Chances are, if you have any familiarity with dating or romance, you've had a less-than-stellar date, partner, or encounter that left you wondering if it was better off just staying alone.
That type of feeling can be devastating and can really diminish someone's spirit. Just know that it isn't true, you deserve a love that lifts you up, and using the psychology behind the way our brains process love, you can find that special someone.
Love Is In The Air
Romantic love is a mysterious yet finicky thing. We spend a good chunk of our lives waiting for romance to appear in our lives, if not actively chasing it, as we're taught that it's part of the idyllic end goal of life we should all strive for.
You can have whatever thoughts and opinions you like about that, but it doesn't change the fact that romantic love is a major factor in our lives. How did this come to be, though? What exactly does love do to our brains that makes us want it so badly?
At Its Core
Love often starts with attraction, a biochemical reaction triggering euphoria and a sense of connection. Over time, attachment sets in, fostering a deep bond founded on trust and familiarity. Psychology explains these stages through theories like Sternberg's Triangular Theory of Love, emphasizing intimacy, passion, and commitment as its building blocks.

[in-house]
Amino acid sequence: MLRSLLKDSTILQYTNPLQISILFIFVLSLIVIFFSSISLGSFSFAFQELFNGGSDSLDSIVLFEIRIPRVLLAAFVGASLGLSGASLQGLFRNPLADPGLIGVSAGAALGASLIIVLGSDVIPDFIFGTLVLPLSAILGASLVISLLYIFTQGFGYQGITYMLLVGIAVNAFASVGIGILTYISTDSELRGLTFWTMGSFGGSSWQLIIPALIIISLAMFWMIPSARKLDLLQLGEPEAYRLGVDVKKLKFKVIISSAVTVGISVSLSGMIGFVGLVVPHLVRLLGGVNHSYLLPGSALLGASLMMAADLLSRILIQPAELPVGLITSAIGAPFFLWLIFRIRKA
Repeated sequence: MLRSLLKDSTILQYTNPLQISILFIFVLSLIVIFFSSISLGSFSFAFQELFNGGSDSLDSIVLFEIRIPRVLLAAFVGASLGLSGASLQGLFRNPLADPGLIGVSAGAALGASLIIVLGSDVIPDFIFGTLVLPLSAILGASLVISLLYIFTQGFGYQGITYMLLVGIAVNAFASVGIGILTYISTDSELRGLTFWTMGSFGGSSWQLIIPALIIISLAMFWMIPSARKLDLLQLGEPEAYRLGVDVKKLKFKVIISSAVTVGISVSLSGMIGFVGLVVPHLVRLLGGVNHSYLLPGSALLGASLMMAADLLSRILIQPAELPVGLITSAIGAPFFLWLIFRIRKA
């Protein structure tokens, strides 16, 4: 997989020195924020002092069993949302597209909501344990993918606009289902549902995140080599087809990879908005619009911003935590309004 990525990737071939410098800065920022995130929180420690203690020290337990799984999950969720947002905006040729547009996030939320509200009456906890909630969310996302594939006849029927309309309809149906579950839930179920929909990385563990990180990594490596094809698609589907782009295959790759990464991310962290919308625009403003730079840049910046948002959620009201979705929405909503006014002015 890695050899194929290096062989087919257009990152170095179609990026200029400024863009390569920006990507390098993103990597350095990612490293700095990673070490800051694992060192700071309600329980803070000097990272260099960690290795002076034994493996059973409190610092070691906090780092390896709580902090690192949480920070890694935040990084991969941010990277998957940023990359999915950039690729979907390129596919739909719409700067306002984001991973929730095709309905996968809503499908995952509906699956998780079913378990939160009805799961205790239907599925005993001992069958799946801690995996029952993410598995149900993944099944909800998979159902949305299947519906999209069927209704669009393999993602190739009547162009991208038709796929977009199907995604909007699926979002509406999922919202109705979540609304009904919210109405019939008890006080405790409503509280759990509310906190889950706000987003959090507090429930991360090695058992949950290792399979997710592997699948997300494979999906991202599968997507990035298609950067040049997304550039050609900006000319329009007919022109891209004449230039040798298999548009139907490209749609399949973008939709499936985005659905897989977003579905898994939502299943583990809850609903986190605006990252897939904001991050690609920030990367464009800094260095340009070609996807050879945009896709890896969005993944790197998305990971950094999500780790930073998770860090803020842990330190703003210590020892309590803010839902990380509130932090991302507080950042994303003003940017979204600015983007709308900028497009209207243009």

Additionally, attachment styles play a pivotal role in how individuals perceive and experience love. Securely attached individuals tend to form stable, satisfying relationships, while anxious or avoidant attachment styles can lead to challenges in intimacy and trust.
Furthermore, love's psychological impact extends beyond mere emotion. It influences decision-making, self-esteem, and overall well-being. Research suggests that loving relationships contribute significantly to mental and physical health, emphasizing the importance of social connections in human lives.
Though it has deep psychological influences and impacts on our lives, some people still struggle with it more than others, running into bad partner after bad partner while being unable to lock down someone good. What if we could use the psychology behind love to secure a healthy, constructive partnership?
Great news, you can! Relationship expert Amy North spent years learning the complete psychology behind love and romantic interest, then devised a program that can help anyone not only attract their perfect soulmate, but keep them, too.
You'll learn the ins and outs of romantic interactions and why most people pull away, allowing you to prevent that very thing. You'll also be taught a number of tricks that will hook in any partner you desire and have them become obsessed with you.